It takes a lot to share your story, to invite us all into your home and speak of your struggles, as well as your successes. But we want you to know how inspiring it continues to be. We love hearing your stories, and we’d love to share them with the rest of the world.
That’s what this list is about: you. It was difficult, but we’ve chosen nine stories of yours that have truly inspired us.
We hope you enjoy those that have been selected and, please, we urge you to keep submitting your stories. You can do so here: SUBMIT YOUR STORY.
Daddy Can’t Fix His Little Girl
May 2003: Kelsey was just 16 months old and teething, or at least we thought so. Not eating, just drinking and peeing a lot. Her symptoms just progressed down hill over the course of the weekend and finally we took her to the pediatrician doctor. He ordered blood work and chest x-ray STAT. He sent us home and said he will call us as soon as he gets the results. We were just walking in the door at home and the doctor called… He said, and I will never forget these words, “I called the hospital, they are waiting for Kelsey… get in the car now. Don’t call and wait for an ambulance, just go.”
On the way there Kelsey passed out and my wife jumped in the back to keep her awake with no luck. When we got to the Hospital the medical team came from all over to her aid. Entering KDA made for a very long 2 hours getting an IV in her. Two weeks in ICU, two more weeks ’til she was able to come home after Mom and Dad underwent training to take care of a diabetic.
Now 12, Kelsey is an insulin pumper and doing great. Yes, she has her days, wanting to just “fit in” with her friends. Her blood sugar average six years ago was about 280. Now it’s 135!! Kelsey has been very open to voicing her experience with being a diabetic. She recently fundraised for diabetes research and became a Youth Ambassador in the process. Now helping other kids to take care of themselves and educating parents with diabetic kids in school is her mission. Nothing stops Kelsey, bike riding, rock climbing, hiking, swimming, cheerleading to name a few. Daddy so desperately wants a cure… He can’t fix his little girl on his own.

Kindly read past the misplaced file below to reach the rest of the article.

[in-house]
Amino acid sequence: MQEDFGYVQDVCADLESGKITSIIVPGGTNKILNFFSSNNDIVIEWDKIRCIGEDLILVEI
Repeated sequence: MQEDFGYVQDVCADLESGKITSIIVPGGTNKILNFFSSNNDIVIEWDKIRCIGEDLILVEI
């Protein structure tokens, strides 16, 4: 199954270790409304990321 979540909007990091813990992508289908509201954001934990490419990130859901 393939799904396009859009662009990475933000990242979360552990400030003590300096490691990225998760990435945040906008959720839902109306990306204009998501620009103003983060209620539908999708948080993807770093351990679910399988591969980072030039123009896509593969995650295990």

“I’m not diabetic”
I was 41 years old and starting a new part-time job. As part of employee health, they ran routine blood work and when I went back to talk to the nurse, she asked me how long I had been diabetic. I told her in no uncertain terms, “I’m not diabetic!” I told her she had the wrong chart…it wasn’t me! Turns out she didn’t…and I was. My sugar was over 400 and I went to my doctor the next week. On August 3, 2001, I was officially diagnosed as a Type 2 diabetic (I am now a 1.5).
I lost a lot of weight in the beginning. Was so afraid to eat anything. After a while, I got the hang of things and found my own routine. In the beginning, did pretty good managing with the medicine. After several years, the pills weren’t working any more. On July 2, 2011, after much debate, I started insulin shots. The roller coaster of highs and lows was awful. I felt so bad so often so I was willing for the insulin. I felt like such a failure. I had tried so hard to keep it under control and couldn’t. I found a fabulous doctor who assured me I wasn’t a failure and helped me through. It’s all good now and I’m on it every day! I stick my finger and take my shots diligently. I am never without my meter or my insulin. I am compliant. I have such wonderful support from my children and family and friends. I am so blessed with their understanding and love. I educate anyone who will listen. Others may not “see” diabetes, but I sure can feel it!
This is a picture of my dog, Dolly, and me as we walked in my local ADA fundraiser walk last year. I made her bandana! We will walk again this year. I’m looking forward to the cure…but until then, I have it, for it certainly doesn’t have me!